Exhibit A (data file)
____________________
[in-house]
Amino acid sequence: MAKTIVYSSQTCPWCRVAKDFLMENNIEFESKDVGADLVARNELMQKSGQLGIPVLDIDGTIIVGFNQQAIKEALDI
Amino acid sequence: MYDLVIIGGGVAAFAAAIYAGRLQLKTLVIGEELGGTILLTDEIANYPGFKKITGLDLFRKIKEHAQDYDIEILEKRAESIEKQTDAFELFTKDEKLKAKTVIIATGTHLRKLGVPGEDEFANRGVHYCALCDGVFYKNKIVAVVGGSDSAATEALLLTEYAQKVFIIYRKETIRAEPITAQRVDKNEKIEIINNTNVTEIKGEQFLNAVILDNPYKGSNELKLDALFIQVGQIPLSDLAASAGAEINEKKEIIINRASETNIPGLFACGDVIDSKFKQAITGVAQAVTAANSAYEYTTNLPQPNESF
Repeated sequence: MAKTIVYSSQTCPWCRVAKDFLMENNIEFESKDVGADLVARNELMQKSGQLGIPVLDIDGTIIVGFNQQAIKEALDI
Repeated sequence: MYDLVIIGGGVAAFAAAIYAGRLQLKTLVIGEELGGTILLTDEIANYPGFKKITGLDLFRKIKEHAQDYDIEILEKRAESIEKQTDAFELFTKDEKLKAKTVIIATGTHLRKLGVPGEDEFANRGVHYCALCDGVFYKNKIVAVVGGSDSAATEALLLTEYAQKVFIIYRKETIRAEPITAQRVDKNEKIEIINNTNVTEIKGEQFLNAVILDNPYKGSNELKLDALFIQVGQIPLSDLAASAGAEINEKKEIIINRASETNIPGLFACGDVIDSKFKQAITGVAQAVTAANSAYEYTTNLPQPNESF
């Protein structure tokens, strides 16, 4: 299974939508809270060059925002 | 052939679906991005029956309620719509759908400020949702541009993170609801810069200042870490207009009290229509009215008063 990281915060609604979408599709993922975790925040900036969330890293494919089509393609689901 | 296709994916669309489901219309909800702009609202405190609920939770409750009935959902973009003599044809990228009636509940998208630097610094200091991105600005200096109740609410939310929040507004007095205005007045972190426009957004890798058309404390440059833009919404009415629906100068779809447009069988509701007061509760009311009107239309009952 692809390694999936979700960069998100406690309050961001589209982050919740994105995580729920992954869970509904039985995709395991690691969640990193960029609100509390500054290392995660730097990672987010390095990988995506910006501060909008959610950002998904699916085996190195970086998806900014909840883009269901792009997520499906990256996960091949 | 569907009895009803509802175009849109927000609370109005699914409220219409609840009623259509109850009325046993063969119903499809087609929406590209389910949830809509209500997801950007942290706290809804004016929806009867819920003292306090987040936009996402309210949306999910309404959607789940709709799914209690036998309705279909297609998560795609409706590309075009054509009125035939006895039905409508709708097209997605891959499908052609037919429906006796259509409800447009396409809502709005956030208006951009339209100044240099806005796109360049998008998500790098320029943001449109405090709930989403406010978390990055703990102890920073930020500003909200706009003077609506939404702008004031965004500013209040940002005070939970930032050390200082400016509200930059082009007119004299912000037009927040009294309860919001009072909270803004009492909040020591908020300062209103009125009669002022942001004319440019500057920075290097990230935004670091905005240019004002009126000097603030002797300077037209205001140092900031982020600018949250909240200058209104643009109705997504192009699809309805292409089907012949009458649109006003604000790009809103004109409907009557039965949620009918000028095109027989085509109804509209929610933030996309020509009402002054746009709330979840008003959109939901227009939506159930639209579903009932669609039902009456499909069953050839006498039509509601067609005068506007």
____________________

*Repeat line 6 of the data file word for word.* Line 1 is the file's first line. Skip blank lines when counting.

């Protein structure tokens, strides 16, 4: 299974939508809270060059925002 | 052939679906991005029956309620719509759908400020949702541009993170609801810069200042870490207009009290229509009215008063 990281915060609604979408599709993922975790925040900036969330890293494919089509393609689901 | 296709994916669309489901219309909800702009609202405190609920939770409750009935959902973009003599044809990228009636509940998208630097610094200091991105600005200096109740609410939310929040507004007095205005007045972190426009957004890798058309404390440059833009919404009415629906100068779809447009069988509701007061509760009311009107239309009952 692809390694999936979700960069998100406690309050961001589209982050919740994105995580729920992954869970509904039985995709395991690691969640990193960029609100509390500054290392995660730097990672987010390095990988995506910006501060909008959610950002998904699916085996190195970086998806900014909840883009269901792009997520499906990256996960091949 | 569907009895009803509802175009849109927000609370109005699914409220219409609840009623259509109850009325046993063969119903499809087609929406590209389910949830809509209500997801950007942290706290809804004016929806009867819920003292306090987040936009996402309210949306999910309404959607789940709709799914209690036998309705279909297609998560795609409706590309075009054509009125035939006895039905409508709708097209997605891959499908052609037919429906006796259509409800447009396409809502709005956030208006951009339209100044240099806005796109360049998008998500790098320029943001449109405090709930989403406010978390990055703990102890920073930020500003909200706009003077609506939404702008004031965004500013209040940002005070939970930032050390200082400016509200930059082009007119004299912000037009927040009294309860919001009072909270803004009492909040020591908020300062209103009125009669002022942001004319440019500057920075290097990230935004670091905005240019004002009126000097603030002797300077037209205001140092900031982020600018949250909240200058209104643009109705997504192009699809309805292409089907012949009458649109006003604000790009809103004109409907009557039965949620009918000028095109027989085509109804509209929610933030996309020509009402002054746009709330979840008003959109939901227009939506159930639209579903009932669609039902009456499909069953050839006498039509509601067609005068506007």